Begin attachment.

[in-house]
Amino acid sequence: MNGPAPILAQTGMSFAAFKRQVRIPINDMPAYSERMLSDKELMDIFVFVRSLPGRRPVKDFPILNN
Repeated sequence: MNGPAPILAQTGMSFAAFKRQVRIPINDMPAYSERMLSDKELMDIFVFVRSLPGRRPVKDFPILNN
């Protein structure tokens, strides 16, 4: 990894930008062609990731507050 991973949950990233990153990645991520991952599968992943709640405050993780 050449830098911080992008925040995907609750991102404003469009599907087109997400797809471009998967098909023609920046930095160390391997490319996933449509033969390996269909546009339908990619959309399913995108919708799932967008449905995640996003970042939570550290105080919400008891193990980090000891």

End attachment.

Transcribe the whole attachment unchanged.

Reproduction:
[in-house]
Amino acid sequence: MNGPAPILAQTGMSFAAFKRQVRIPINDMPAYSERMLSDKELMDIFVFVRSLPGRRPVKDFPILNN
Repeated sequence: MNGPAPILAQTGMSFAAFKRQVRIPINDMPAYSERMLSDKELMDIFVFVRSLPGRRPVKDFPILNN
């Protein structure tokens, strides 16, 4: 990894930008062609990731507050 991973949950990233990153990645991520991952599968992943709640405050993780 050449830098911080992008925040995907609750991102404003469009599907087109997400797809471009998967098909023609920046930095160390391997490319996933449509033969390996269909546009339908990619959309399913995108919708799932967008449905995640996003970042939570550290105080919400008891193990980090000891």